Decrease in smoking is seen among those with more education
Analysis of the Ohio BRFSS (Behavioral Risk Factor Surveillance System) data from 2000 to 2007 reveals that the percent of current smokers decreased significantly among those with college degrees only. Since 2000, the percentage of current smokers decreased only slightly, or remained steady, among those with less education.
Analysis of the Ohio BRFSS (Behavioral Risk Factor Surveillance System) data from 2000 to 2007 reveals that the percent of current smokers decreased significantly among those with college degrees only. The percentage of Ohio residents with less education completed decreased only slightly since 2000; however, these changes were not statistically significant.
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In 2000, 12.1% of Ohioans with a college degree were current smokers when asked. This dropped to 9.3% in 2007, or about every 1 in 11 with a college degree.
About every four in 10 Ohioans with less than a high school diploma were current smokers when asked. Despite some variation percentages (38.0% to 47.5% saying, "yes"), the level has been steady for the past three years.
About every three in 10 Ohioans with a high school diploma or G.E.D certificate were current smokers from 2000 to 2007. There level was fairly consistent from year to year.
About every one in four (or 2.5 in 10) Ohioans with some education after high school/G.E.D were current smokers when asked. Levels ranged from 19.8% to 29.0%.
Other studies have shown that, despite increases in cigarette prices due to increased taxes, cigarette use among the poor (lower socioeconomic status) has not significantly decreased. (1,2) In fact, increased education and income often led to greater decreases in cigarette smoking. These findings were also seen in a 2008 poll done by the Gallup Organization and in a study by the US Bureau of Labor Statistics and the US Census (3,4).
Local research by the Cuyahoga County Comprehensive Partnership for Tobacco Reduction (click link to the report here) found that more county residents with lower incomes or education made an effort to quit smoking compared to smokers with more education or income. However, those with lower education or income were less likely to succeed in quitting.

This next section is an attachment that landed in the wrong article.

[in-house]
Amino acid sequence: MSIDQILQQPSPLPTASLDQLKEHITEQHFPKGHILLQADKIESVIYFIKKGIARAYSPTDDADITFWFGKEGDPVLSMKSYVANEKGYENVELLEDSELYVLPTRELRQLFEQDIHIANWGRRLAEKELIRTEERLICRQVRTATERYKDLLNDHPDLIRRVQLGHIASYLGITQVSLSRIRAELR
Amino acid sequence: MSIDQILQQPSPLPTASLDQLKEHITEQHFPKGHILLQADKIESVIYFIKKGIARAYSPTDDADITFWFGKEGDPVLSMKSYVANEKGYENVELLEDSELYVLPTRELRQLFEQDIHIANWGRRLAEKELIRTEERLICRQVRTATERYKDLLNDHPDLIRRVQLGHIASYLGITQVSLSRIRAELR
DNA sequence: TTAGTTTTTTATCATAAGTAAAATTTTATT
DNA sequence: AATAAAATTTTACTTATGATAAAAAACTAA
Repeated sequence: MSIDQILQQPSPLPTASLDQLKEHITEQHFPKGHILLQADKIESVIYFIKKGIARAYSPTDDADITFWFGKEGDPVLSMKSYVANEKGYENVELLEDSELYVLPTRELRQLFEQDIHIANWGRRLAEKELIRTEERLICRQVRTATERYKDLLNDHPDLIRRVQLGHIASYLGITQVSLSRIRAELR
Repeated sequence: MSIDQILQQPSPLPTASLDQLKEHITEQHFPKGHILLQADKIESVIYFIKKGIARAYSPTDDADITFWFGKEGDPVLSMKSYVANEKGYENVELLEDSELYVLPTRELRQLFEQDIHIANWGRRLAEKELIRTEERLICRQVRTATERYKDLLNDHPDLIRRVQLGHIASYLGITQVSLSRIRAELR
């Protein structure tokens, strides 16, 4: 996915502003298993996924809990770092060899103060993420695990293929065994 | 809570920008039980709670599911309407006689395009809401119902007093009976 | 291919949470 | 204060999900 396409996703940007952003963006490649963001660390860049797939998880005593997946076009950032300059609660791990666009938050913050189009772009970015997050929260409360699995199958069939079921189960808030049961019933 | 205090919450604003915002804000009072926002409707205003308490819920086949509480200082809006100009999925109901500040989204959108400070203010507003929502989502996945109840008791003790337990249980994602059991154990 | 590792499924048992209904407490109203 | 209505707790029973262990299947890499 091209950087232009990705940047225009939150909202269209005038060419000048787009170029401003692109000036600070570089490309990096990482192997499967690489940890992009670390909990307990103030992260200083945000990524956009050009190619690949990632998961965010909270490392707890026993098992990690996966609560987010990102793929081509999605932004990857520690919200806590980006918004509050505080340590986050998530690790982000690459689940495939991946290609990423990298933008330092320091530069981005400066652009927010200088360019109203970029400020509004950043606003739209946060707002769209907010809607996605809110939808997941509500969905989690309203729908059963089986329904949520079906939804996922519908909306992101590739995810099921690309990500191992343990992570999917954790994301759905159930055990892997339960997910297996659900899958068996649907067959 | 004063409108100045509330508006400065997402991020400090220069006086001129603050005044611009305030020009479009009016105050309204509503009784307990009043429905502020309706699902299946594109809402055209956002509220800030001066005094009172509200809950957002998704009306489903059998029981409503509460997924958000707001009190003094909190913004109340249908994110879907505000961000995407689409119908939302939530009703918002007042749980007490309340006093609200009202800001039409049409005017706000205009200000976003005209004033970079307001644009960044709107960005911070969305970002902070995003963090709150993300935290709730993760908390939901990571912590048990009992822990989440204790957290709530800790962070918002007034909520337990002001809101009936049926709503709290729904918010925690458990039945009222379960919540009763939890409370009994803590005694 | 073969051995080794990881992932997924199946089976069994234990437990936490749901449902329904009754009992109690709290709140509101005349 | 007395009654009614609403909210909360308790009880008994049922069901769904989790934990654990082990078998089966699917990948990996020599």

Race is a complicating factor
In 2007 BRFSS data for Ohio, 25.9% of Black respondents were current smokers compared to 22.4% of White respondents. The percentage of Blacks as current smokers ranged from a low of 18.8% in 2000 to a high of 31.0% in 2004, and for White respondents, 21.0% in 2006 and 27.1% in 2001. Year-to-year variation was largest among Black respondents.
Among White respondents, there is a significant decrease from about 27% in 2000-2002 to about 22% during 2005-2007.
However, data combining race and education is not available from BRFSS.
What does this mean?
Tobacco use is widespread among those that can less likely afford it, even when there are many forms of support to help users quit tobacco offered by public health agencies and medical care providers. The use of higher taxes to provoke tobacco users to quit may not be so effective among those with less education or income. Tobacco users make greater trade-offs to maintain their habit, thereby putting their own health, and others exposed, at even greater risk.
Blacks may be more resistant to messages to quit or prevent tobacco use as compared to Whites. Also possible is that messages are not targetting Blacks effectively or appropriately.
Increases in bidi use, small cigars (Black and Milds, Sweets, and others) have been on the increase among Blacks in Cuyahoga County BRFSS studies as performed by Case Western Reserve University's Center for Health Promotion and Research. (See http://www.case.edu/affil/healthpromotion/index.html) Alternative forms of tobacco may not be part of current prevention messages to Black Ohioans.
Regardless of race, completing a college education appears to be a strong indicator whether people avoiding smoking on a consistent basis.
Ohio Provides Toll-Free Phone Number to Help Smokers Quit
Ohio Tobacco Quit Line (click here for more information) provides counseling and referral for services to anyone who wants to kick the tobacco habit. Smokers can call 1-800-QUIT-NOW (1-800-784-8669) or 1-888-229-2182 for TTY service.
How do the confidence intervals work?
Statistical significance is determined by comparing the confidence intervals between years. Because the survey takes a sample of Ohioans, there will naturally be some variation to the estimate. For example, if the survey was repeated several times, the resulting percentages would not be the same each time but would create a range for each education level. The confidence interval represents a range where we can expect the true population level (percentage) to be found with a high degree of confidence.
(1) Frank P, Jerant AF, Legih JP. American Journal of Public Health, 2007, Vol 97, pp 1873-1877.
(2) Ahrens D. American Journal of Public Health, 2008, Vol 99, pp 6. (letter)
(3) The Gallop Organization. Among Americans, smoking decreases as income increases. 2008. www.gallop.com/poll/105550/Among-Americans-Smoking-Decreases-Income-Increases.aspx
(4) Current Population Survey, Tobacco Use Supplement File. Sept 1995, Sept. 1998, Jan. 1999, June 2001, Nov 2001, Feb 2002. Wash. D.C. Bureau of Labor Statistics and US Census Bureau; 2006.
Keywords: Disparity, Education, Poverty, State, Statistics, Substance Abuse, Tobacco